Ganga, the most revered river of India, personifies herself in the story of Mahabharata. Shantanu, a king of Hastinapur and the youngest son of Prapita, sees a beautiful maiden on the bank of river Ganga and proposes her to marry him. This beautiful maiden is Ganga.
Ganga puts forward her pre-nuptial conditions for Shantanu that he must never ask her about the true origin or question her on any of her actions. He must stand by her on all accounts. If he acts against any of these conditions, she will leave him then and there. The king who is so much in love that he accepts Ganga’s conditions. On these crystal-clear pre-nuptial conditions Shantanu and Ganga get married.
Shantanu and Ganga live a life of love and happiness until their first child is born. Ganga takes the new born to the river and drowns him in the water. Shantanu is chocked but he stops himself from asking anything. As the years pass, Ganga gives birth to six more children and she does the same thing – drowns her own children in the river water. Shantanu asks no questions and bears the pain with restraint.
When eighth child is born and Ganga walks to the river with the same intention, Shantanu can no longer hold himself. He stops her from drowning the child in the water. Ganga reminds him of her conditions and tells him that the time has come to leave him.
Until this, the character of Ganga seems to be mysterious. We may rush to call her a heartless woman or even an insane to drown her own children in the water to kill them. However, as the story progresses, the mystery unfolds.
Before leaving him Ganga tells Shantanu her true origin and the reason for her actions. She reveals him that eight children born to them are eight Vasus – the eight elemental gods representing the aspects of nature. They are born as a result of curse of sage Vashishta.
The eight Vasus while travelling with their wives come across Ashram of sage Vashishta. One of the wives is fascinated with the divine cow of sage Vashishta – Nandini. She requests her husband Prabhasa to bring the cow to her. Prabhasa tries to convince his wife not to crave for the cow. However, his wife makes desperate requests which melts his heart. The eight Vasus take Nandini and her calf by force and disappear before Vashishta’s return.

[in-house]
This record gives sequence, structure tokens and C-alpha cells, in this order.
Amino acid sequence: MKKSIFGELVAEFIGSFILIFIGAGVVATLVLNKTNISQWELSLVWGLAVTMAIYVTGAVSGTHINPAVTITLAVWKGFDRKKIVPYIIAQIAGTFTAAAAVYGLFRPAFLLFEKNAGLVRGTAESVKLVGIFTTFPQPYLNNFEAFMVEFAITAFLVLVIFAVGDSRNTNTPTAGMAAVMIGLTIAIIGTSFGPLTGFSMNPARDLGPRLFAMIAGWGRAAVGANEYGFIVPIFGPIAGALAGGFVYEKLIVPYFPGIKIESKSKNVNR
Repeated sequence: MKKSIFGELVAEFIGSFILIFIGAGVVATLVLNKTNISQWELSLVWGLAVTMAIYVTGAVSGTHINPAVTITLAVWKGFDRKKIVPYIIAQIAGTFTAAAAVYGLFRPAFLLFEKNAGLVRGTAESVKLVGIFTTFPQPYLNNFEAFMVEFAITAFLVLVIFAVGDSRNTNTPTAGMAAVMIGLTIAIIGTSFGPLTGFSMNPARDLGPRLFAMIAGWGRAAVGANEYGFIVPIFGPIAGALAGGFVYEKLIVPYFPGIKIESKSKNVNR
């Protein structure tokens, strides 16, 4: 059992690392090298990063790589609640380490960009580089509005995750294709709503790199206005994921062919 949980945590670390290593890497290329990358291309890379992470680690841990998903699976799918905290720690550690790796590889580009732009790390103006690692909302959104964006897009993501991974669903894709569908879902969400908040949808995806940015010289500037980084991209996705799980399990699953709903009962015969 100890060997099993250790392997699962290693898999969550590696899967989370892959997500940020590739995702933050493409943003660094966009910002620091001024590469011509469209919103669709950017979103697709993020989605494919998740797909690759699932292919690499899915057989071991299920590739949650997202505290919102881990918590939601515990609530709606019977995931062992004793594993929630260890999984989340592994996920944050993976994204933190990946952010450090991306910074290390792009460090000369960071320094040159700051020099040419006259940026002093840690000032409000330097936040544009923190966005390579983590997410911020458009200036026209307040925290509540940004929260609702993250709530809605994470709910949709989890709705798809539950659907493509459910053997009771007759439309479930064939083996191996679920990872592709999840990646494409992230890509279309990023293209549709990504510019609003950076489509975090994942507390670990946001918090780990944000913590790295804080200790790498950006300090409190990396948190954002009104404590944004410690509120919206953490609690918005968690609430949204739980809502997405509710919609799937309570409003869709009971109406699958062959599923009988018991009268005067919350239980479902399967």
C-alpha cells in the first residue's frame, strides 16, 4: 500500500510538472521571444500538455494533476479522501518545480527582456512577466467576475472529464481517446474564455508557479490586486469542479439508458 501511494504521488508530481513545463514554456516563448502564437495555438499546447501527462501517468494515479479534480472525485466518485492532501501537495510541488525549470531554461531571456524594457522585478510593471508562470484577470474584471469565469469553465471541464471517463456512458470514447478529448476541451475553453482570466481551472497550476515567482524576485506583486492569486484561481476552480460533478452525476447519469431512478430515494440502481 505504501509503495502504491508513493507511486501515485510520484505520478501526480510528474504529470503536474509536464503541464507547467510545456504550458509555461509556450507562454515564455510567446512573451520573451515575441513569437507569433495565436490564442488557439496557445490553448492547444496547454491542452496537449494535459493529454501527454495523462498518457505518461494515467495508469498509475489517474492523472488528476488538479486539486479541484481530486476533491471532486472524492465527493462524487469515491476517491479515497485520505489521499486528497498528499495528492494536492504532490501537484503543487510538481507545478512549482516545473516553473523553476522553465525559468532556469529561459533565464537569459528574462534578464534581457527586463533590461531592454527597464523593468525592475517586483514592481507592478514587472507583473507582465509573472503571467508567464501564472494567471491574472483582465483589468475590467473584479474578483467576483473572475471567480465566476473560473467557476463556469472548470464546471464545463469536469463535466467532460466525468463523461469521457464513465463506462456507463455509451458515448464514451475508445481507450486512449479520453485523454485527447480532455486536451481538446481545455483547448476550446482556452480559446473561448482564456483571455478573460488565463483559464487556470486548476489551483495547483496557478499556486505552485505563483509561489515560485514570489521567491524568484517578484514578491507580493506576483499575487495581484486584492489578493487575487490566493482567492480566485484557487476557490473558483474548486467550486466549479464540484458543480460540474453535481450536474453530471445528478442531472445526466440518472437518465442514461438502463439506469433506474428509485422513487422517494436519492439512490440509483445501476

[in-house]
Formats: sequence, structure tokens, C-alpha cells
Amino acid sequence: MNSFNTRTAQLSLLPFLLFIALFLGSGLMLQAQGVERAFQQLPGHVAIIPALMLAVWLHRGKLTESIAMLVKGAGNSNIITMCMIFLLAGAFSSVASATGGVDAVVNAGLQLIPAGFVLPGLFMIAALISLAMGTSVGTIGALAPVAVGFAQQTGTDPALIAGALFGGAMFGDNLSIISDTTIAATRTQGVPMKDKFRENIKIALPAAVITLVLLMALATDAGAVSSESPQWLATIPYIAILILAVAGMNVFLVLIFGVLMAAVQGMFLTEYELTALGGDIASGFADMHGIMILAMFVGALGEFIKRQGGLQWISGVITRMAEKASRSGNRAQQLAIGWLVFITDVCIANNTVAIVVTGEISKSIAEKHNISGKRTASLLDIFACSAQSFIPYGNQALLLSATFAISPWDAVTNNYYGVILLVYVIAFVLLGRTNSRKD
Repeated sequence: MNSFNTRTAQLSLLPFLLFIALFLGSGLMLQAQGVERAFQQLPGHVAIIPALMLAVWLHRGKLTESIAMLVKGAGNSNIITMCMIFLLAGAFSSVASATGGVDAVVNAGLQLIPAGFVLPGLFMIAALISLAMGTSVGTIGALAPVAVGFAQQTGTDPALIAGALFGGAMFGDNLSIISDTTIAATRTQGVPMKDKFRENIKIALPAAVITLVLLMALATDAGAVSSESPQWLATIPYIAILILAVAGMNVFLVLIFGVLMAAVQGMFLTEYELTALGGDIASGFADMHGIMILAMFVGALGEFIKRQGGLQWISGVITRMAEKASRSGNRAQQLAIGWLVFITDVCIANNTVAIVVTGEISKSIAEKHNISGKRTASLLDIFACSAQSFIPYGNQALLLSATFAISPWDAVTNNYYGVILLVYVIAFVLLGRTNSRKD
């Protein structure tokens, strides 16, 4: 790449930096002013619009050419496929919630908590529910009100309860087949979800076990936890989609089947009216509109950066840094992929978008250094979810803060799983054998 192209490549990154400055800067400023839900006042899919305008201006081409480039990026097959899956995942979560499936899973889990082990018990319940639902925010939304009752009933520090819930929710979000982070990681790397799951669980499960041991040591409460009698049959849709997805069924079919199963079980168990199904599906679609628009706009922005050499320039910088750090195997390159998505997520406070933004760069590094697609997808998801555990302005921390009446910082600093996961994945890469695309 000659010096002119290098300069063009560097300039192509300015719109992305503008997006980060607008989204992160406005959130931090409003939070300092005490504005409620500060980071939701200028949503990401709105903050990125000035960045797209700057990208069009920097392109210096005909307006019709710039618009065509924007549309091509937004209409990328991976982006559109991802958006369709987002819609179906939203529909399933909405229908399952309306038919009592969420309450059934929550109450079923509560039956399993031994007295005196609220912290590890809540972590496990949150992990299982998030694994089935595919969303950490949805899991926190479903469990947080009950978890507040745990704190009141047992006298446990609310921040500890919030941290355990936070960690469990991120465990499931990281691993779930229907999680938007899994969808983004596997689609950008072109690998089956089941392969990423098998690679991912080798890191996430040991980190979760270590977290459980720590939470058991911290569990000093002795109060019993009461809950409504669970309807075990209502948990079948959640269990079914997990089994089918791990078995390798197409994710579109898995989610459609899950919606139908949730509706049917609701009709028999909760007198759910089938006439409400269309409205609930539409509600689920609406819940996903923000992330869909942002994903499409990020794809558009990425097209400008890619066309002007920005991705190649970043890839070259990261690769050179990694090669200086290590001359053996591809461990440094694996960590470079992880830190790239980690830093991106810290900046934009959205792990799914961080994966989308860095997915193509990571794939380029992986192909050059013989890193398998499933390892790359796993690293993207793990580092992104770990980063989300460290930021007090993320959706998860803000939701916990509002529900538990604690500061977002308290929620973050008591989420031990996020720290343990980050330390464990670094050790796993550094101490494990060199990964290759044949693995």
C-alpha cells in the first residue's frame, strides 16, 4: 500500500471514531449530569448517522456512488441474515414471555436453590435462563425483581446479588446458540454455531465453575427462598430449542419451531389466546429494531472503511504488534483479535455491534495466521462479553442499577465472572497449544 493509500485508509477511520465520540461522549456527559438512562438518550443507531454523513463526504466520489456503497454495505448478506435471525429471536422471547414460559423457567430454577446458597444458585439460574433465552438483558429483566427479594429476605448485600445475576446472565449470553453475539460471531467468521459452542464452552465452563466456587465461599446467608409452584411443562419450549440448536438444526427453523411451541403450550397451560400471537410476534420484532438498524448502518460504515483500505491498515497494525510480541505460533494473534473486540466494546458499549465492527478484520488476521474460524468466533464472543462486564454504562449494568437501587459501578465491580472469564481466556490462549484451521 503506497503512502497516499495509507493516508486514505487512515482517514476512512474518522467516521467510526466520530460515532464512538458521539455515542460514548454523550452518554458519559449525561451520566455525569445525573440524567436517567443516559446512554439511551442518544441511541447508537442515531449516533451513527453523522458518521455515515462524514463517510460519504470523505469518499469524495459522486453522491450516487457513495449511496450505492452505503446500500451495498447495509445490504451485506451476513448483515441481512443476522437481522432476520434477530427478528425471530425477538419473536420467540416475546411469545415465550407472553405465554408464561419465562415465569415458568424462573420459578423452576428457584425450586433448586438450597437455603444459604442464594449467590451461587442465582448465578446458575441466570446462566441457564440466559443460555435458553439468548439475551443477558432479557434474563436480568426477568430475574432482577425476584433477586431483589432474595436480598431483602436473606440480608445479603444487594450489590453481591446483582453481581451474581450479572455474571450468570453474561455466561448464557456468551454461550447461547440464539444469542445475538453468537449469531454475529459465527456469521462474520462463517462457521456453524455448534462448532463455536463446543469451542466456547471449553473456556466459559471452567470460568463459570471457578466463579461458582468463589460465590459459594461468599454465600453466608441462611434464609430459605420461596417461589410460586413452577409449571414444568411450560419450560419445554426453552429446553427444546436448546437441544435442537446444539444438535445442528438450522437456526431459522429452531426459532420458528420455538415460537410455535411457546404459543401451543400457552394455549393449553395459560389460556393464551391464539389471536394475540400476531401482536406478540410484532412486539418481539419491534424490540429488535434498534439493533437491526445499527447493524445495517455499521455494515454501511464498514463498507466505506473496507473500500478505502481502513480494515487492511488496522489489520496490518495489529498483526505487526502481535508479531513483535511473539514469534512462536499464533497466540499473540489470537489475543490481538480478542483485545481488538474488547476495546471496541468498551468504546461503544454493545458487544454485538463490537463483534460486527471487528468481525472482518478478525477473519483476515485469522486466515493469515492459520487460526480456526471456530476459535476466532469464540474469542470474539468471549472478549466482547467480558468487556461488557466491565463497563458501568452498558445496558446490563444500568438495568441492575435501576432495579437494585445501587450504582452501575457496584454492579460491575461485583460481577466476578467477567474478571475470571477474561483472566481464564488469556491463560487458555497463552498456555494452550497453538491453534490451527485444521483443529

When Vashishta returns and finds Nandini missing he curses eight Vasus to be born as mortal. The eight Vasus ask sage for his forgiveness. Vashishta tells him that the curse has to follow its course but the effect can be reduced. He gives them a way-out – to request Ganga to be mother on the earth and to ask her to relieve them of mortal life as soon as they are born so that they do not have to suffer. After this the eight Vasus approach Ganga and request her to be their mother on the earth.
Now the actions of Ganga start making sense to us. She does not drown her eighth son who is Prabhasa, the one who actually steals the cow, but takes him with her. She returns this son to Shantanu after he has learned Vedas and is skilled in all forms of sciences and archery. This son is none other than Devavrata, popularly known as Bheeshma due to his terrible vows. When we throw a light of Bheeshma’s life, the actions of Ganga make even more sense to us. Although being the most perfect character, he can never rule the reign; although being the eldest one, he can never uphold the authority; although having a boon to choose his time of death, he lives long and suffers; although being a hermit because of his vow of celibacy, he has bottomless attachments to this material world.
So, the story of Ganga in Mahabharata depicts her commitment and courage – commitment to the purpose and courage of the action. Now looking at the character of Ganga as the longest river, we understand these qualities more clearly. The river Ganga flows from the mountains of Himalaya to the bay of Bengal. While flowing it cuts through rocks because of its commitment and courage.
Through her own story in the great epic Mahabharata, Ganga shows her commitment to the greater cause; this commitment enables her to have a detachment to the results and gives the courage of actions. Therefore, the sacred river Ganga unfolds the secret of liberation through her own story.
The message of commitment and courage by Ganga has deeply drippled down in Indian soil. It has flown through the thoughts and actions of Indian society. It has guided us for years to the path of liberation through the various invasions from the ancient times till the current date.
-Shruti Hajirnis Gupte